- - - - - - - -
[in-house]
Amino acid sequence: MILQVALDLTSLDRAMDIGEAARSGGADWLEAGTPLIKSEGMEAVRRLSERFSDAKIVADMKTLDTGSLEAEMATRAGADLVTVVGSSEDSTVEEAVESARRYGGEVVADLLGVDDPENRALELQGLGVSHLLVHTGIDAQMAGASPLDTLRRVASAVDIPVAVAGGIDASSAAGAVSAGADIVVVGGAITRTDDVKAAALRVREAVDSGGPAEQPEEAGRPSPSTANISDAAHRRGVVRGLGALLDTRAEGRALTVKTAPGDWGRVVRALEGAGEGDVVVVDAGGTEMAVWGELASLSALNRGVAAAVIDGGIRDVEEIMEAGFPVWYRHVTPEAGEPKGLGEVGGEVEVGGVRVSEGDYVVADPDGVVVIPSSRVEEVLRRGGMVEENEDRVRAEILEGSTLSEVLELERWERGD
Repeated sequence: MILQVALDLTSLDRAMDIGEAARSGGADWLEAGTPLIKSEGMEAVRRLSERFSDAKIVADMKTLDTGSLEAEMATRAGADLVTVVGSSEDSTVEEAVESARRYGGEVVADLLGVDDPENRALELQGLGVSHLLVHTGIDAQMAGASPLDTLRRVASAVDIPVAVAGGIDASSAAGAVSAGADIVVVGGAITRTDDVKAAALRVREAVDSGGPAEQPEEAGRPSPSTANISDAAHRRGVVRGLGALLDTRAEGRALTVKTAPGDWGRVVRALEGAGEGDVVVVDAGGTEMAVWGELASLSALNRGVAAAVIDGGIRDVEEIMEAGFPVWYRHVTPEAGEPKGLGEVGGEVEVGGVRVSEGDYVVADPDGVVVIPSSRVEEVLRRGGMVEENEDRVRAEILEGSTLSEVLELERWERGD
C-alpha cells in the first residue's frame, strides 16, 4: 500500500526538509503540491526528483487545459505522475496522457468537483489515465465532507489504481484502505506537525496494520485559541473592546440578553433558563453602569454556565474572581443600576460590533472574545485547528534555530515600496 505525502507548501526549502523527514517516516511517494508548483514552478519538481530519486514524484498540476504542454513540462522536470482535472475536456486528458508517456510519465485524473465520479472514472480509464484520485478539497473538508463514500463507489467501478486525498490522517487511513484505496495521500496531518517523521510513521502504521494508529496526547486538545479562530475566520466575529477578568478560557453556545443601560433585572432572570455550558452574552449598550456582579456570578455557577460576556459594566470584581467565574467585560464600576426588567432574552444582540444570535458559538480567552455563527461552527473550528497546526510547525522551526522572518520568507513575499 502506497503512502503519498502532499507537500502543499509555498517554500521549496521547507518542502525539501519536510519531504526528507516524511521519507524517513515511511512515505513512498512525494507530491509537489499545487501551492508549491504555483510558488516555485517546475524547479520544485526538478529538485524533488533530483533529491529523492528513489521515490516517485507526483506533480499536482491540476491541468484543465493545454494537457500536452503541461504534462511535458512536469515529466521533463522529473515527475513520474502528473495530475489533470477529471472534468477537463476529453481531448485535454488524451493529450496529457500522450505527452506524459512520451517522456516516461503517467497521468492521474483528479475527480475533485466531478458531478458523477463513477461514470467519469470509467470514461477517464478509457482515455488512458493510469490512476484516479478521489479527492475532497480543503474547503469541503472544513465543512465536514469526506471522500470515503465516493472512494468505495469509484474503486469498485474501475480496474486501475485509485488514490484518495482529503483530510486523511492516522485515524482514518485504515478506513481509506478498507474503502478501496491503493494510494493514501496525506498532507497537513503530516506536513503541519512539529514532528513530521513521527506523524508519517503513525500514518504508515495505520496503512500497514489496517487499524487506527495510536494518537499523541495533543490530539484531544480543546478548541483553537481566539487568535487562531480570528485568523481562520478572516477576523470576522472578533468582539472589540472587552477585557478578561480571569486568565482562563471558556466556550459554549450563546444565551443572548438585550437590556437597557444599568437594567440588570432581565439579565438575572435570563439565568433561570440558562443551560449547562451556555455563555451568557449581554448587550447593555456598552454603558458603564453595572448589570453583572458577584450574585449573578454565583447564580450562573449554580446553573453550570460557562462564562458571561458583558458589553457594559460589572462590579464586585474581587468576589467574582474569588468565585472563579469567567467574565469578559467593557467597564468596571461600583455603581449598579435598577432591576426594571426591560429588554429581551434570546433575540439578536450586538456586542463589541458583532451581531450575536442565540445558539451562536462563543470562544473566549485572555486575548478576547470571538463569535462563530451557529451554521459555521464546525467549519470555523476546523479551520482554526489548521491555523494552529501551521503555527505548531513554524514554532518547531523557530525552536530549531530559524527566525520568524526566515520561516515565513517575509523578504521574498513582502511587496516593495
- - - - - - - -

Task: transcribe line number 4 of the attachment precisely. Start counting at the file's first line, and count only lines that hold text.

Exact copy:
C-alpha cells in the first residue's frame, strides 16, 4: 500500500526538509503540491526528483487545459505522475496522457468537483489515465465532507489504481484502505506537525496494520485559541473592546440578553433558563453602569454556565474572581443600576460590533472574545485547528534555530515600496 505525502507548501526549502523527514517516516511517494508548483514552478519538481530519486514524484498540476504542454513540462522536470482535472475536456486528458508517456510519465485524473465520479472514472480509464484520485478539497473538508463514500463507489467501478486525498490522517487511513484505496495521500496531518517523521510513521502504521494508529496526547486538545479562530475566520466575529477578568478560557453556545443601560433585572432572570455550558452574552449598550456582579456570578455557577460576556459594566470584581467565574467585560464600576426588567432574552444582540444570535458559538480567552455563527461552527473550528497546526510547525522551526522572518520568507513575499 502506497503512502503519498502532499507537500502543499509555498517554500521549496521547507518542502525539501519536510519531504526528507516524511521519507524517513515511511512515505513512498512525494507530491509537489499545487501551492508549491504555483510558488516555485517546475524547479520544485526538478529538485524533488533530483533529491529523492528513489521515490516517485507526483506533480499536482491540476491541468484543465493545454494537457500536452503541461504534462511535458512536469515529466521533463522529473515527475513520474502528473495530475489533470477529471472534468477537463476529453481531448485535454488524451493529450496529457500522450505527452506524459512520451517522456516516461503517467497521468492521474483528479475527480475533485466531478458531478458523477463513477461514470467519469470509467470514461477517464478509457482515455488512458493510469490512476484516479478521489479527492475532497480543503474547503469541503472544513465543512465536514469526506471522500470515503465516493472512494468505495469509484474503486469498485474501475480496474486501475485509485488514490484518495482529503483530510486523511492516522485515524482514518485504515478506513481509506478498507474503502478501496491503493494510494493514501496525506498532507497537513503530516506536513503541519512539529514532528513530521513521527506523524508519517503513525500514518504508515495505520496503512500497514489496517487499524487506527495510536494518537499523541495533543490530539484531544480543546478548541483553537481566539487568535487562531480570528485568523481562520478572516477576523470576522472578533468582539472589540472587552477585557478578561480571569486568565482562563471558556466556550459554549450563546444565551443572548438585550437590556437597557444599568437594567440588570432581565439579565438575572435570563439565568433561570440558562443551560449547562451556555455563555451568557449581554448587550447593555456598552454603558458603564453595572448589570453583572458577584450574585449573578454565583447564580450562573449554580446553573453550570460557562462564562458571561458583558458589553457594559460589572462590579464586585474581587468576589467574582474569588468565585472563579469567567467574565469578559467593557467597564468596571461600583455603581449598579435598577432591576426594571426591560429588554429581551434570546433575540439578536450586538456586542463589541458583532451581531450575536442565540445558539451562536462563543470562544473566549485572555486575548478576547470571538463569535462563530451557529451554521459555521464546525467549519470555523476546523479551520482554526489548521491555523494552529501551521503555527505548531513554524514554532518547531523557530525552536530549531530559524527566525520568524526566515520561516515565513517575509523578504521574498513582502511587496516593495